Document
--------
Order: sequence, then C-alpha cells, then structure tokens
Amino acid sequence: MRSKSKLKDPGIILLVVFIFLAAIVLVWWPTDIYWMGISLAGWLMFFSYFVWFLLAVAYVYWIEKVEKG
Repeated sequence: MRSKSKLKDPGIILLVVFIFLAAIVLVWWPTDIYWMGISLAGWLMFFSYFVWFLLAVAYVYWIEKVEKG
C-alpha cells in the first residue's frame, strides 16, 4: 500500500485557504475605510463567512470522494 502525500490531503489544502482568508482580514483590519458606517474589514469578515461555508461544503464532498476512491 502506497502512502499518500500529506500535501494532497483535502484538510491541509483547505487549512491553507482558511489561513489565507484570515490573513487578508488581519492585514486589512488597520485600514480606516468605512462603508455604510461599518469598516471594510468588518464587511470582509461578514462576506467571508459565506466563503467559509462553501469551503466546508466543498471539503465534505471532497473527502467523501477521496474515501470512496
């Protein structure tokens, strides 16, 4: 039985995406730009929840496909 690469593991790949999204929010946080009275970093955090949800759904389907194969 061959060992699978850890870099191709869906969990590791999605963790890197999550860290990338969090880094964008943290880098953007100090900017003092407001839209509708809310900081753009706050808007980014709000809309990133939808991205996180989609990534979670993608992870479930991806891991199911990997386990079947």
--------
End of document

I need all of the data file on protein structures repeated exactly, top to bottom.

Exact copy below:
Order: sequence, then C-alpha cells, then structure tokens
Amino acid sequence: MRSKSKLKDPGIILLVVFIFLAAIVLVWWPTDIYWMGISLAGWLMFFSYFVWFLLAVAYVYWIEKVEKG
Repeated sequence: MRSKSKLKDPGIILLVVFIFLAAIVLVWWPTDIYWMGISLAGWLMFFSYFVWFLLAVAYVYWIEKVEKG
C-alpha cells in the first residue's frame, strides 16, 4: 500500500485557504475605510463567512470522494 502525500490531503489544502482568508482580514483590519458606517474589514469578515461555508461544503464532498476512491 502506497502512502499518500500529506500535501494532497483535502484538510491541509483547505487549512491553507482558511489561513489565507484570515490573513487578508488581519492585514486589512488597520485600514480606516468605512462603508455604510461599518469598516471594510468588518464587511470582509461578514462576506467571508459565506466563503467559509462553501469551503466546508466543498471539503465534505471532497473527502467523501477521496474515501470512496
């Protein structure tokens, strides 16, 4: 039985995406730009929840496909 690469593991790949999204929010946080009275970093955090949800759904389907194969 061959060992699978850890870099191709869906969990590791999605963790890197999550860290990338969090880094964008943290880098953007100090900017003092407001839209509708809310900081753009706050808007980014709000809309990133939808991205996180989609990534979670993608992870479930991806891991199911990997386990079947």